Peter Thiel
President, Clarium Capital Management

What is your question?

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What can be done that makes sense in the broad context of this extraordinary world in the next 20, 30, 40 years?

Peter Thiel

Peter Thiel is an American entrepreneur, hedge fund manager and venture capitalist.  He is Clarium’s President and the Chairman of the firm’s investment committee, which oversees the firm’s research, investment, and trading strategies. Before starting Clarium, Peter served as Chairman and CEO of PayPal, an Internet company he co-founded in December 1998 and was acquired by eBay for $1.5 billion in October 2002.

Prior to founding PayPal, Peter ran Thiel Capital Management , the predecessor to Clarium, which started with $1 million under management in 1996. Peter began his financial career as a derivatives trader at CS Financial Products, after practicing securities law at Sullivan & Cromwell.

In addition to managing Clarium, Peter is active in a variety of philanthropic and educational pursuits; he sits on the Board of Directors of the Pacific Research Institute, the Board of Visitors of Stanford Law School, and is an adviser to the Singularity Institute for Artificial Intelligence. Peter received a BA in Philosophy from Stanford University and a JD from Stanford Law School.   He is self-described libertarian and a minority investor in Big Think.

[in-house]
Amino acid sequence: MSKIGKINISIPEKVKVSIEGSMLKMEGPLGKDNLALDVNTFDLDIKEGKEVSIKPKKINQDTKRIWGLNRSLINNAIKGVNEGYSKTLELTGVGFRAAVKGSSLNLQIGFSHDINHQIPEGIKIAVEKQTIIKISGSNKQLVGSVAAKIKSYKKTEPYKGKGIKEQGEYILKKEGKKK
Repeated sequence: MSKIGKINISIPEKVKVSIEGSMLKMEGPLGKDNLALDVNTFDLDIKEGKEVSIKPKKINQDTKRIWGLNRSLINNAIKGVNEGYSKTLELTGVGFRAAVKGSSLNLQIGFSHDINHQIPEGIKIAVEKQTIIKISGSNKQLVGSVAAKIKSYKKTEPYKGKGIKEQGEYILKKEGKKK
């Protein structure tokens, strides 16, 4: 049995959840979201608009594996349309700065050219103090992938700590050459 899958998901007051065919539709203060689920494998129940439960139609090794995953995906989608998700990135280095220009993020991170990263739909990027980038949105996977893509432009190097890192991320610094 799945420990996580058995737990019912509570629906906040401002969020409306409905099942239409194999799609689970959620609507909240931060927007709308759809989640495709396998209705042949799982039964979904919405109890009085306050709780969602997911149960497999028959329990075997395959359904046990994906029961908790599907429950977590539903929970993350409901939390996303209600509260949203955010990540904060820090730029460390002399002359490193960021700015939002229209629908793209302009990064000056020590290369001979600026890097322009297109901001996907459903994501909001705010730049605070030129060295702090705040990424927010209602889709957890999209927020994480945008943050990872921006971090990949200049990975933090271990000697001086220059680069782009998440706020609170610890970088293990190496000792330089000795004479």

Question: What is a question everyone should be asking themselves?

Peter Thiel: I would focus on a set of individual questions.

“What can I do that makes sense in this broad context of this extraordinary world in the next 20, 30, 40 years?”

“What will I do that will be successful and contribute in a meaningful way towards good globalization?”--which I think is the key challenge of the 21st century.

It could be in the technology domain. It could be in the public policy domain. It could be personal, professionally. But I think that’s the frame.

And I think it would be good for people to think about the long term horizon so to speak; frame it, “Where do I see myself in 30 years, 40 years, 50 years?” I think people don’t ask that enough.

Recorded on: September 5, 2007